(Reuters) - Bryce Harper of the Washington Nationals became the youngest unanimous winner of Major League Baseball's Most Valuable Player Award, joining Josh Donaldson of the Toronto Blue Jays in claiming 2015 MVP honors on Thursday.
Harper, who was 22 at the end of the National League regular season when the vote was taken, received all 30 first-place votes from Baseball Writers' Association of America members after batting .330, slugging 42 home runs and driving in 99.
The left-handed hitting outfielder, MLB's Rookie of the Year in 2012, also became the first MVP to win representing a Washington franchise, including two incarnations of the American League Washington Senators.
Donaldson, traded to Toronto by the Oakland Athletics before the season, thrived with the Blue Jays, helping them end a 22-year absence in the postseason by claiming the American League East crown.
The third baseman clouted 41 home runs, drove in 123 runs for the high-powered Toronto attack, and batted .297.
"It's amazing," Donaldson, 29, told MLB TV. "I have to thank my teammates.
"Honestly, our team was so great, I was very blessed to be in the situation I was put in and I'm very thankful and I felt like I was able to take advantage of a lot of the opportunities that were put in front of me."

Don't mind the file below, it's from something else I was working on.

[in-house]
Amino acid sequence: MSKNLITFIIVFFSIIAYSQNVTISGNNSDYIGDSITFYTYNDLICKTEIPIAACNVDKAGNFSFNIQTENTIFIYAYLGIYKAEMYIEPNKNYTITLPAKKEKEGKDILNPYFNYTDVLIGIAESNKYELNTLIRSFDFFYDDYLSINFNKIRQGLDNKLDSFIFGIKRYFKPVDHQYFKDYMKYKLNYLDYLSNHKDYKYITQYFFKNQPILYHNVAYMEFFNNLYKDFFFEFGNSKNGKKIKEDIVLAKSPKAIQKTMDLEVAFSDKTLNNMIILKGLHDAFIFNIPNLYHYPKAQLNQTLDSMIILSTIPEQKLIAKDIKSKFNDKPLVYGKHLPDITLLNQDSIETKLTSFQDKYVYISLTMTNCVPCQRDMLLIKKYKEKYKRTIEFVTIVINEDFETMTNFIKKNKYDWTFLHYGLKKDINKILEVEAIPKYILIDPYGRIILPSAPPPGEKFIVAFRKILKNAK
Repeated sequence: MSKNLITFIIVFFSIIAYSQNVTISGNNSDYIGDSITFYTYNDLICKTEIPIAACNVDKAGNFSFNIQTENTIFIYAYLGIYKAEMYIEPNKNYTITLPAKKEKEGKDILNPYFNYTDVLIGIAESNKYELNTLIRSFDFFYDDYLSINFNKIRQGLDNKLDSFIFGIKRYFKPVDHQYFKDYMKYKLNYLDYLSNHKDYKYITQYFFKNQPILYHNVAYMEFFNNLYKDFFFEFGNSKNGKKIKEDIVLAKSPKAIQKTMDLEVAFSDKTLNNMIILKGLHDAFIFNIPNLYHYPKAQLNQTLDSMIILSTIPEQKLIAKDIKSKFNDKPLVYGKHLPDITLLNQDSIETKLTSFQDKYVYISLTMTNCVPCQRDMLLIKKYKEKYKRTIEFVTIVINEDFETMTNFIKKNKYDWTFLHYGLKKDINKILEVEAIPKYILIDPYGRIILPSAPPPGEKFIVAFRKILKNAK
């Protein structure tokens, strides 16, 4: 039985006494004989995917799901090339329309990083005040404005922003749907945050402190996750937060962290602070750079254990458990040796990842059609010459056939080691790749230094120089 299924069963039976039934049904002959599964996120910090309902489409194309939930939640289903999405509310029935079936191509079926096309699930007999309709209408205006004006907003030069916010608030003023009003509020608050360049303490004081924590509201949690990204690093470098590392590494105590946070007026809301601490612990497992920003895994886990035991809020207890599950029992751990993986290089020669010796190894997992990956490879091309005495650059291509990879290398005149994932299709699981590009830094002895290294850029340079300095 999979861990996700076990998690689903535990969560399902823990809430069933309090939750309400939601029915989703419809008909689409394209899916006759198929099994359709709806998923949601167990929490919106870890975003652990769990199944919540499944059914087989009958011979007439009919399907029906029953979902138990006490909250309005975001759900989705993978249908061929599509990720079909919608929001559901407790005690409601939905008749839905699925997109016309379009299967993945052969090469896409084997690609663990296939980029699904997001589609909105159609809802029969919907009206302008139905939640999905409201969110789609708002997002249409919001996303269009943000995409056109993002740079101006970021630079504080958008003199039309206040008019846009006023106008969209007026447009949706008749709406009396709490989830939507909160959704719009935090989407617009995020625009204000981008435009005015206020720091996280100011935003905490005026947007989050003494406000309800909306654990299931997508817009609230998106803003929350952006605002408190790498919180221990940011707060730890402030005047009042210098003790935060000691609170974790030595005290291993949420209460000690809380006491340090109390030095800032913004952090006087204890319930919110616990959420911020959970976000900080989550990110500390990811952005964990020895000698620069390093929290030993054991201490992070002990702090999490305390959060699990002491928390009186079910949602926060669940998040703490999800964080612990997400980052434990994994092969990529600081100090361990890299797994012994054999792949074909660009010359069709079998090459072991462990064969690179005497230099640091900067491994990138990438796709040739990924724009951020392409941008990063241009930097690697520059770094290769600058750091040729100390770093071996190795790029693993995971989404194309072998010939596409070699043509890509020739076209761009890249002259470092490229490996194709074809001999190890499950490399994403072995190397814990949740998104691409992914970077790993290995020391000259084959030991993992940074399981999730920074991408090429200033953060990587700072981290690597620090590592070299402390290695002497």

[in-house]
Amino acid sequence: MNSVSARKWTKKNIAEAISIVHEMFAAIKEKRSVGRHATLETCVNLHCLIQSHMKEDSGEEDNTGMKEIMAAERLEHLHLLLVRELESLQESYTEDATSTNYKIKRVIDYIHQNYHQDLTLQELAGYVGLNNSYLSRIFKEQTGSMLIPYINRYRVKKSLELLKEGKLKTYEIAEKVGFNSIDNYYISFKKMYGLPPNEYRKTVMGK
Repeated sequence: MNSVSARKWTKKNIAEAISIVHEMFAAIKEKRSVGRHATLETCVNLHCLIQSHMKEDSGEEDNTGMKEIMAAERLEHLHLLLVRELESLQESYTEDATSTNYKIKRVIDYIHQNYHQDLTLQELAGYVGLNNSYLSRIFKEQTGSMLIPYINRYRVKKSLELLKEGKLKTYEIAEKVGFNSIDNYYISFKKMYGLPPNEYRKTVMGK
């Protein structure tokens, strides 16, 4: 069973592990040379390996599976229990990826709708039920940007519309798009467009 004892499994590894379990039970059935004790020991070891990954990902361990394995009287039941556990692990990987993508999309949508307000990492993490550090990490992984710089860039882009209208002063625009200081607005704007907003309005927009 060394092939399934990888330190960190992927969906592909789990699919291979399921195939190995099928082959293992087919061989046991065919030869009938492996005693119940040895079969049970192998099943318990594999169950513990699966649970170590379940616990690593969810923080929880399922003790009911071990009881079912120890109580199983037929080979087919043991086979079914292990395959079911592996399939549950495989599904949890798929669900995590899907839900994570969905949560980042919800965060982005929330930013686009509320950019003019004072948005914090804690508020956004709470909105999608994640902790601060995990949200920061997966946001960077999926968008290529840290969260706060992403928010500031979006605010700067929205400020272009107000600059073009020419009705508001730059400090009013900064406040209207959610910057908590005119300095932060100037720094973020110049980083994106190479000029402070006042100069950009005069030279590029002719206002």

Harper, sidelined in previous seasons due to injuries suffered through his aggressive play in the outfield, enjoyed an injury-free season in 2015.
"To be on the field, that's the main goal," Harper said.
"I want to be able to do the things I can for my city, my town and that's DC. Do the things every single day that I can to give back to them."
Finishing second in the AL was Mike Trout, who was 23 when he won the 2014 MVP Award. The Angels' Trout has finished runner-up in his three other major league seasons.
Lorenzo Cain of the World Series champion Kansas City Royals was third.
Paul Goldschmidt of the Arizona Diamondbacks was second to Harper, with Cincinnati Reds' Joey Votto third.
Harper, whose fiery on-field persona has made him a target for opposing fans, said that fuels his performance.
"I enjoy getting booed when I go to places," Harper said. "And it makes me thrive, it makes me play well.
"I'm excited about what's in the future for DC. Very excited to get going again next year."
(Reporting by Larry Fine in New York; Editing by Greg Stutchbury)